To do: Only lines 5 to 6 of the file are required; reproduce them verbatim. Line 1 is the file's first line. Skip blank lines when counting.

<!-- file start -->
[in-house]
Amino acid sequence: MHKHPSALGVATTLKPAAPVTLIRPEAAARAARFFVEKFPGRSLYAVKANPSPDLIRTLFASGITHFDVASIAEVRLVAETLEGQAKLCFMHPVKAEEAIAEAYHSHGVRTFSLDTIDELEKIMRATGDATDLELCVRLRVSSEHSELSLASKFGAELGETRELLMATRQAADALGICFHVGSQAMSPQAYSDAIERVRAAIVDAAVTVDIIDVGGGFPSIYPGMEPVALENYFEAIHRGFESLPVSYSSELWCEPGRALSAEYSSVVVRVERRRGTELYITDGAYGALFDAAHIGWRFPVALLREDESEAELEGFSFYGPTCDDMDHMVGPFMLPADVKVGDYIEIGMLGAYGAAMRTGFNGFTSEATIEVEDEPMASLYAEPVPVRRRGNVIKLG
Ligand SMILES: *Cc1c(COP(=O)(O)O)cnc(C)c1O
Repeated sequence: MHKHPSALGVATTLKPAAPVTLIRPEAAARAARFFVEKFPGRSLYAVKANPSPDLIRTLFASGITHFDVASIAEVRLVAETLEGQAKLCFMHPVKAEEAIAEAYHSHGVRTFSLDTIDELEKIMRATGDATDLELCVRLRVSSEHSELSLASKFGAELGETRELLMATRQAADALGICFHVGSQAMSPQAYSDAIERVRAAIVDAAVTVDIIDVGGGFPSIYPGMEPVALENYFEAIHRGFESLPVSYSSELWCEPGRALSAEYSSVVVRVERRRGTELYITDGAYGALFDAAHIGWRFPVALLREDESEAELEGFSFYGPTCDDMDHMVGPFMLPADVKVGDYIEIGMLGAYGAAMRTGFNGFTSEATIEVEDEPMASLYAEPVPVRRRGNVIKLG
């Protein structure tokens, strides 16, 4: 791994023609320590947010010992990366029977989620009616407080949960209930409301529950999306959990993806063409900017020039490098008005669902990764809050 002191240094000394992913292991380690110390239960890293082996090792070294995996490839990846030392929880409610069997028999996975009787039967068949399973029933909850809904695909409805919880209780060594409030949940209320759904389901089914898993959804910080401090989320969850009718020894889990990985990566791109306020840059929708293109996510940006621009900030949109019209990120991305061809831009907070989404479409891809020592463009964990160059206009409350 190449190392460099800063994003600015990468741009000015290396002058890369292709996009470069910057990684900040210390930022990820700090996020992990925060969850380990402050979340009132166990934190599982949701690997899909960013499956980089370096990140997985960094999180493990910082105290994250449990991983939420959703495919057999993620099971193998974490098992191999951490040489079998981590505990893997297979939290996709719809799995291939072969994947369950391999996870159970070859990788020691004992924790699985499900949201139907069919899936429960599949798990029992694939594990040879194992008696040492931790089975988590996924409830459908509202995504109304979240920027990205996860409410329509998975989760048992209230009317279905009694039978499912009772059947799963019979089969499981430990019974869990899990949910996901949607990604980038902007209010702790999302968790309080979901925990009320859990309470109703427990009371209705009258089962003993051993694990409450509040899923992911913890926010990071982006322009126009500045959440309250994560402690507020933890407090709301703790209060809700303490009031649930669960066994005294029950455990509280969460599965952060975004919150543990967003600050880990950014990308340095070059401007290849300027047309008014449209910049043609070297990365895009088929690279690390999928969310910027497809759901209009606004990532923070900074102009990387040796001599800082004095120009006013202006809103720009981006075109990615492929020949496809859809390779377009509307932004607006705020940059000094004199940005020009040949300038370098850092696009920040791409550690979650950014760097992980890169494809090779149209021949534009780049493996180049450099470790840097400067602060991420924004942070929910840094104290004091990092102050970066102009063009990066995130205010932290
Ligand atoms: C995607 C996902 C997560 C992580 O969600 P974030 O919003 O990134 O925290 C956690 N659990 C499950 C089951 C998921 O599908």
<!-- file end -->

């Protein structure tokens, strides 16, 4: 791994023609320590947010010992990366029977989620009616407080949960209930409301529950999306959990993806063409900017020039490098008005669902990764809050 002191240094000394992913292991380690110390239960890293082996090792070294995996490839990846030392929880409610069997028999996975009787039967068949399973029933909850809904695909409805919880209780060594409030949940209320759904389901089914898993959804910080401090989320969850009718020894889990990985990566791109306020840059929708293109996510940006621009900030949109019209990120991305061809831009907070989404479409891809020592463009964990160059206009409350 190449190392460099800063994003600015990468741009000015290396002058890369292709996009470069910057990684900040210390930022990820700090996020992990925060969850380990402050979340009132166990934190599982949701690997899909960013499956980089370096990140997985960094999180493990910082105290994250449990991983939420959703495919057999993620099971193998974490098992191999951490040489079998981590505990893997297979939290996709719809799995291939072969994947369950391999996870159970070859990788020691004992924790699985499900949201139907069919899936429960599949798990029992694939594990040879194992008696040492931790089975988590996924409830459908509202995504109304979240920027990205996860409410329509998975989760048992209230009317279905009694039978499912009772059947799963019979089969499981430990019974869990899990949910996901949607990604980038902007209010702790999302968790309080979901925990009320859990309470109703427990009371209705009258089962003993051993694990409450509040899923992911913890926010990071982006322009126009500045959440309250994560402690507020933890407090709301703790209060809700303490009031649930669960066994005294029950455990509280969460599965952060975004919150543990967003600050880990950014990308340095070059401007290849300027047309008014449209910049043609070297990365895009088929690279690390999928969310910027497809759901209009606004990532923070900074102009990387040796001599800082004095120009006013202006809103720009981006075109990615492929020949496809859809390779377009509307932004607006705020940059000094004199940005020009040949300038370098850092696009920040791409550690979650950014760097992980890169494809090779149209021949534009780049493996180049450099470790840097400067602060991420924004942070929910840094104290004091990092102050970066102009063009990066995130205010932290
Ligand atoms: C995607 C996902 C997560 C992580 O969600 P974030 O919003 O990134 O925290 C956690 N659990 C499950 C089951 C998921 O599908």